We're not sure which was the bigger crisis at the Rag & Bone after-party last night at the Box: The fact that a fire alarm went off around 11p.m., prompting a visit from the FDNY, or the fact that the D.J. followed said fire scare by playing "Burning Down the House," prompting the already jumpy Box management to stomp through the balcony, proclaiming, "That's it! We're clearing out the floor!"
Since his Diving Bell and the Butterfly was released to wide critical acclaim and he received a Best Director Oscar nomination nod, Julian Schnabel has been basking in adulation like a seal in the afternoon sun. Much of the attention has come from us at Intel, who find everything about Schnabel, from his irascible braggadocio to his pajamas to his frontal and dorsal man-fur, extremely compelling. But other people love El Schnabuloso, too, like Lou Reed, who mentioned his longtime friend and neighbor's "big old heart," when he introduced him as an honoree at the amFar awards last night. But how big was that heart, and was there room in there for us? We sidled up to the Schnabel to try and find out.
Leven Rambin, the 17-year-old soap star, has landed a role in the new Lipstick Jungle series. She plays an actress, so it couldn’t have been much of a stretch. At the Saks party celebrating the new show, she said she prepared for her role by studying all her gay best friends. “They were like, 'This girl’s over the top! She’s dramatic, she’s mood-swingy, she’s bitchy, she’s out of control!' And I was like, 'Hmmm who do I know?'” So, who does she know? “I have one person in mind, but I don’t want to say his name. I already told him he was my inspiration, and he’s very, like, proud of that,” she said. At this point, Rambin left us, dashed across the red carpet and wrapped Über-dandy Patrick McDonald in a hug, and exclaimed, “Patrick! You better work!” Aha! Did she base her character on McDonald? “No, no no! This one is, like, she’s flamboyant," said Rambin. "She’s like, all over the place.” Wait, "she"? Leven, we wondered, are you a fag hag? “I would say so. He says I’m the youngest one he knows.” —Bennett Marcus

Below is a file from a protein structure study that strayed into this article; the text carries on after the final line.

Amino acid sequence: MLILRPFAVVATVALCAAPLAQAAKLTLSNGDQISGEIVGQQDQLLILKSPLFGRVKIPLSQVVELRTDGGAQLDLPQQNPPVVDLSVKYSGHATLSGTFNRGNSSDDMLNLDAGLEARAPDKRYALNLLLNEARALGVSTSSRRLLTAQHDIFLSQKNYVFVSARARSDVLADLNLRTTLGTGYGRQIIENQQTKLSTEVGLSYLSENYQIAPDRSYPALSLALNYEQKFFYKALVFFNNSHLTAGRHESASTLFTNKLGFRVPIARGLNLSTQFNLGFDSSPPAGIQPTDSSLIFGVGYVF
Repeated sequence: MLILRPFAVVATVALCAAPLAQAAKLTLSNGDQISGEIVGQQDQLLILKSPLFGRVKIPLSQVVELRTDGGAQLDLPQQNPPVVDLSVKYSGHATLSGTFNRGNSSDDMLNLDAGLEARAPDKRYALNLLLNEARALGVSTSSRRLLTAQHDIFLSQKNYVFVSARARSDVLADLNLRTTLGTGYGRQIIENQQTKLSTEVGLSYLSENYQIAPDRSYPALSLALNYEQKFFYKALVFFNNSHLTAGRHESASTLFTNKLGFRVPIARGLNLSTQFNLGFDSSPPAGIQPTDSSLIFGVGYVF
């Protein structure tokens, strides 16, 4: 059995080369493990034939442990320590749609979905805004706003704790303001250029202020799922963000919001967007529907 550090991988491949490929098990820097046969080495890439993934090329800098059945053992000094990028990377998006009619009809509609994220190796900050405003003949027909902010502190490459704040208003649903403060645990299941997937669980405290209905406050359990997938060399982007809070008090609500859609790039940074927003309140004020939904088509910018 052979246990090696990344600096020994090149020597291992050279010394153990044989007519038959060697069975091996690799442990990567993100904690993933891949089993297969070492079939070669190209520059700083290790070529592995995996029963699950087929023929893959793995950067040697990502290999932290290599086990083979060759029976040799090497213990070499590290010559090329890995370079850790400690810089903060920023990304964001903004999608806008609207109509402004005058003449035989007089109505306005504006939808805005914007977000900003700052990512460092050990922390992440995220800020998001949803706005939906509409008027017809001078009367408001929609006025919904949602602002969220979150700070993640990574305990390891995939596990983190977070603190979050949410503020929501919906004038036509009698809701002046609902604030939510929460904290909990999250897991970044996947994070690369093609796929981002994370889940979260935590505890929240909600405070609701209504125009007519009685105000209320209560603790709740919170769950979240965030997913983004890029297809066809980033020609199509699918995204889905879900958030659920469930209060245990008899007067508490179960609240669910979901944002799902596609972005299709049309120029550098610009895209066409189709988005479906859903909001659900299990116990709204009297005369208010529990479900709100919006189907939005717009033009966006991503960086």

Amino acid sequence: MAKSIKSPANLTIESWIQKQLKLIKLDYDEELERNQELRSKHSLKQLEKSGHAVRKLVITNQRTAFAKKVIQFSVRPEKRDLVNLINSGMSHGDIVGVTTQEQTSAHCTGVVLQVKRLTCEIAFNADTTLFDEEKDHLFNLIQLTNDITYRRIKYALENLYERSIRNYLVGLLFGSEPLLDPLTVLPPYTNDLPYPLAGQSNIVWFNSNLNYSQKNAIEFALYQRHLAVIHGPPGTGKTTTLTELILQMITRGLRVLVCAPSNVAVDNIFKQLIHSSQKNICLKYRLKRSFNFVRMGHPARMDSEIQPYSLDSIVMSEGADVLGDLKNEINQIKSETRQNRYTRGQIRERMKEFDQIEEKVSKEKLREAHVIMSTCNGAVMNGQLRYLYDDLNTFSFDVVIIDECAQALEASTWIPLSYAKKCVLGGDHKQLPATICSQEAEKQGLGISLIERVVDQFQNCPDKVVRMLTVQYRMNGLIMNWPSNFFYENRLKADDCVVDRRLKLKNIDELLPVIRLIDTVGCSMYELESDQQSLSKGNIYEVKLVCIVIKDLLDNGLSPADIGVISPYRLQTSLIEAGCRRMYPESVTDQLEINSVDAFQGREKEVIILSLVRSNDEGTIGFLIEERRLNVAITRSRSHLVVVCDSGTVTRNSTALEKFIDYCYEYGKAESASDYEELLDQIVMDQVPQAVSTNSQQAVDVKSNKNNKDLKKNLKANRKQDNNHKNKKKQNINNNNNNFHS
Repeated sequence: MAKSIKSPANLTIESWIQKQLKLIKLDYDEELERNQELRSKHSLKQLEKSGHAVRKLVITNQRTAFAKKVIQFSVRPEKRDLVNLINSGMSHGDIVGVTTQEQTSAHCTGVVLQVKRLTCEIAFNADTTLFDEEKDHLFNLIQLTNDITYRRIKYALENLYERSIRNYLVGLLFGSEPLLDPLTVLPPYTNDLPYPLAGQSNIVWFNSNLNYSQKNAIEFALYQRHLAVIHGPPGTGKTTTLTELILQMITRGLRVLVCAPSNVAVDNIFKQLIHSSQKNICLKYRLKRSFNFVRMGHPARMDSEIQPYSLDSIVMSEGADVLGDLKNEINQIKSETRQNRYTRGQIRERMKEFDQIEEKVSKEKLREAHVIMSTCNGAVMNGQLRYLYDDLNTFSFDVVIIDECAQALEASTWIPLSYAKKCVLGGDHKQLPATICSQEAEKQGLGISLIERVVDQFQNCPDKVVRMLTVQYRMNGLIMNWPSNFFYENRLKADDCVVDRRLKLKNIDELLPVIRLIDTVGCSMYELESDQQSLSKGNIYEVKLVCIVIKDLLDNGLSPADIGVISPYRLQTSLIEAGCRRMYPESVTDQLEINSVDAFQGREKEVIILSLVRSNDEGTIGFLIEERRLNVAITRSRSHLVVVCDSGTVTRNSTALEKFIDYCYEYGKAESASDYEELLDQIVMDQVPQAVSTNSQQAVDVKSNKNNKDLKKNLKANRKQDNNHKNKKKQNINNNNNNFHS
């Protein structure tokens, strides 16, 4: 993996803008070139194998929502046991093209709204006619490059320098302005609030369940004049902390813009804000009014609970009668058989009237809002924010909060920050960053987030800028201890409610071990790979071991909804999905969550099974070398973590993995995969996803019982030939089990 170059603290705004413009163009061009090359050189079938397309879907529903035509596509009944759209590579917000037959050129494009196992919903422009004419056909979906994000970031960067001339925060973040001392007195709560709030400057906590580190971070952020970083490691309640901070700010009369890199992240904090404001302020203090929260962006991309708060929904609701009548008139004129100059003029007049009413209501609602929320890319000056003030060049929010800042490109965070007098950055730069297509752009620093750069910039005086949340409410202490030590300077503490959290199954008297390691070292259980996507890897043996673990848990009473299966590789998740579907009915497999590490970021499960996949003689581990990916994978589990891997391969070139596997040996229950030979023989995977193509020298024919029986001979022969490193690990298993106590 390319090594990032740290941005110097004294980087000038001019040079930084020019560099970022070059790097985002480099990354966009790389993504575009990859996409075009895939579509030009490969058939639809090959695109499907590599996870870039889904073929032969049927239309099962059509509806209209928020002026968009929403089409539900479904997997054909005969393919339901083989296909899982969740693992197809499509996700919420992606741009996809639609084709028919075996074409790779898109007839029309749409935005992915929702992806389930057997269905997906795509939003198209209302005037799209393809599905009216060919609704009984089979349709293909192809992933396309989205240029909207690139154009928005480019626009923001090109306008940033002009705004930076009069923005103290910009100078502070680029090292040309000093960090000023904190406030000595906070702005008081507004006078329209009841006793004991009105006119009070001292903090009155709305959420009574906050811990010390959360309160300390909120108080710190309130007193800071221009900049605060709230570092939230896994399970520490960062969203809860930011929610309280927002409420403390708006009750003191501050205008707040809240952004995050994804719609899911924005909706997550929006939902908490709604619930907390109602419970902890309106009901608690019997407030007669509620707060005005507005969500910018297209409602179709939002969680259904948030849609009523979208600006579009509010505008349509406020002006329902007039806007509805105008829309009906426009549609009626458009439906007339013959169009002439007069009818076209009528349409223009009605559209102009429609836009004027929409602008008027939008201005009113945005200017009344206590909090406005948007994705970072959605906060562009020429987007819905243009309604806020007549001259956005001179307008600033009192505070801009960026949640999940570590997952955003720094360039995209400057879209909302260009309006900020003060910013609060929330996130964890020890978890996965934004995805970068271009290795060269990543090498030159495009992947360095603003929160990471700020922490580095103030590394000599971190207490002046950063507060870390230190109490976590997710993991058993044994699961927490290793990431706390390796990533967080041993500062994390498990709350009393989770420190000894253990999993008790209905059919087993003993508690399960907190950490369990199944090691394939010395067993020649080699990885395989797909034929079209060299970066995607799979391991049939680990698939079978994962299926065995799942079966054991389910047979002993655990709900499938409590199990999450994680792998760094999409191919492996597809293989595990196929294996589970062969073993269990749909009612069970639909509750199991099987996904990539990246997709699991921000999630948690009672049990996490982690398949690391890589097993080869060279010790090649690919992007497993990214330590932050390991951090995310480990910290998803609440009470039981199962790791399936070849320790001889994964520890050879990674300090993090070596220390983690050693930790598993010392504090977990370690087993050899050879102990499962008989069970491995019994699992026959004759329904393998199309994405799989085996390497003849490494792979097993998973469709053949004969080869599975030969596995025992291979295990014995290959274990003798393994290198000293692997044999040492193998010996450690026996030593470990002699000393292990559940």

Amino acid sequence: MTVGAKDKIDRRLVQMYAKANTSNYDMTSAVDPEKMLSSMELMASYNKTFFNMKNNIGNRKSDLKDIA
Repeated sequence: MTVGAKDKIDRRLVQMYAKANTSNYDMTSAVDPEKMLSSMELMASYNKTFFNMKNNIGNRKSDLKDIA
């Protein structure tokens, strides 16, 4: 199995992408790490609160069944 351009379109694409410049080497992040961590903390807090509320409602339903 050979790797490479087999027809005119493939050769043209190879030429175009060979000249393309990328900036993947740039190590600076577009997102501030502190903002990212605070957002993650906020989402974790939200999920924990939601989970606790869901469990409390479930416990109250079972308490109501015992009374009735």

Susan Sarandon knows how to find good help — but she didn't learn the tricks until too late. "By the time I finally realized how to spot a good nanny, I didn't need them anymore," the actress said January 30 at a star-studded screening of her new HBO film, Bernard and Doris, in which she plays heiress Doris Duke (Ralph Fiennes stars opposite as her controversial flamboyant butler and caretaker). Her au pair advice? "Don't pick someone you want to hang out with," she said. "Pick someone that has a way with kids." And make sure they can deal with boundaries, especially in a busy world where staff can seem like part of the family. "Some people can adjust to that, others just completely lose their discipline." Finally, pick the right person for the right phase in your kid's life, like when Sarandon and Tim Robbins were raising two young sons Jack and Miles and she hired "a young gal with a lot of energy, as opposed to somebody very sedentary." With the kids getting older, the Oscar winner has less help — a housekeeper, but no publicist, assistant, chef, or chauffeur. "My kids are on their feet, taking the train," she said. "If they're privileged, they don't think it's the norm." —Justin Ravitz